As for Labour and Iraq, I can see how it looks to a Labour stalwart but those of us outside see things differently. This is the final act of a tragedy that began with that infamous deal – not between Blair and Brown but between Blair and the party: the party would support him as leader if he gave the party the power for which it hungered. Blair has kept his part of the bargain; but as Faust, Midas and countless others have discovered, if you sell your soul for immediate earthly gratification you will inevitably get the bad side of the deal in the end.

    Brian comments:  Very interesting: thank you, Peter.  There's more than a grain of truth in your description of Tony Blair's Faustian bargain with the Labour Party, but I think the relationship has numerous other dimensions too, and Blair himself is an extraordinary mixture of outstanding qualities and fatal defects.  One feature of his relations with his own party, often remarked on, is that it closely resembles Mrs Thatcher's relationship with the Conservative Party when she was prime minister.  In many ways Simon Jenkins is right to see the Blair era as a continuation of Thatcherism with another name.

  4. Peter Harvey says:

    Blair himself is an extraordinary mixture of outstanding qualities and fatal defects.

    So was Mephistopheles.

  1. 24 September, 2006

    Peter Hain… Via email I am upbraided by Brian Barder for my intemperate reaction to Peter Hain's recent announcements of his conversion to the importance of civil liberties. Brian's views are here . The thing is, what Hain is saying is indeed welcome,…

    Brian comments:  No, not upbraided, and certainly not for intemperance:  I merely expressed disappointment that you had opted, perhaps (alas!) rightly, for a negative interpretation of Hain's remarks when they seem to me equally capable of being taken at face value, especially in the Observer article discussed in my post (as distinct from the Telegraph interview discussed in yours)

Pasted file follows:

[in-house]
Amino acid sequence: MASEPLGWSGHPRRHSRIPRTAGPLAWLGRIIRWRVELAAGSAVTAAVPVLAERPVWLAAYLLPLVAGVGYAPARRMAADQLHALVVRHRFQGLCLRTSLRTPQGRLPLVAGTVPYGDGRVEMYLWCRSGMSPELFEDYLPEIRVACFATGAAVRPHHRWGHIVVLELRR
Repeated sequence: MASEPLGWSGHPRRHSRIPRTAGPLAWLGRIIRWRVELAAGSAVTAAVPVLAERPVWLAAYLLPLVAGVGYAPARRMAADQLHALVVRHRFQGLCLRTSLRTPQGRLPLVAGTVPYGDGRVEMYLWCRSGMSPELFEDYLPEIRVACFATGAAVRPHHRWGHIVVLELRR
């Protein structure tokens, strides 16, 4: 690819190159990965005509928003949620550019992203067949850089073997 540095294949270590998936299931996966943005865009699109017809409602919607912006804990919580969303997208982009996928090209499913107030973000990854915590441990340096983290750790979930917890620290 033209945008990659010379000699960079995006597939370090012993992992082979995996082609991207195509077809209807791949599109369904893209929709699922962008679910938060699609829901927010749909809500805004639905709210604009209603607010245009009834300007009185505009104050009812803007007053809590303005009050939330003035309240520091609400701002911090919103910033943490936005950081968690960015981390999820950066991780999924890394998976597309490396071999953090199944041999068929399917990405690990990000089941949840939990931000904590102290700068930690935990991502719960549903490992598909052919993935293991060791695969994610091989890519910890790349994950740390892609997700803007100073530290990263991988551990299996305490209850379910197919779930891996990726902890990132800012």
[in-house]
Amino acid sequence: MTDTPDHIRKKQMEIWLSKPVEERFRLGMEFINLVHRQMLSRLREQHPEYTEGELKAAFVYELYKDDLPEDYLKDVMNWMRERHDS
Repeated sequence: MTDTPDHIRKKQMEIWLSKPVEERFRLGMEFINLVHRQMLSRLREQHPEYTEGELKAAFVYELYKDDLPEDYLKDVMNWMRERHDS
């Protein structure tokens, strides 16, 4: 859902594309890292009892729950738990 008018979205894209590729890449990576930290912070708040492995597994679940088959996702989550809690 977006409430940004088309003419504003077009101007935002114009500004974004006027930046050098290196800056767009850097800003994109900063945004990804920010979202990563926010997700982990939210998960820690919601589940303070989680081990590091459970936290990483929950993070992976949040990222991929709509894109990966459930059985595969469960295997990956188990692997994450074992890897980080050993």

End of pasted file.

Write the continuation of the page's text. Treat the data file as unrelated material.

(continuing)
Here's the whole of the Tim's trackback post:

    Peter Hain

    Via email I am upbraided by Brian Barder for my intemperate reaction to Peter Hain's recent announcements of his conversion to the importance of civil liberties. Brian's views are here.

    The thing is, what Hain is saying is indeed welcome, would very much be an improvement upon the current situation.

    It's just that I cannot imagine a world in which a Cabinet Minister actually says what he means or means what he says. It's not happened in the past ten years, after all. The only Minister of any level who actually tried it, Frank Field, got fired for doing so, did he not?

    Sadly, Tim, you have a point, obviously.  But surely there must be some occasions when some politicians mean what they say?  And in this case Peter Hain would be likelier to benefit personally and politically if he meant what he said in the Observer and to the Telegraph than if he actually meant something else, don't you think?  At any rate, it's a straw to grasp at (no pun intended).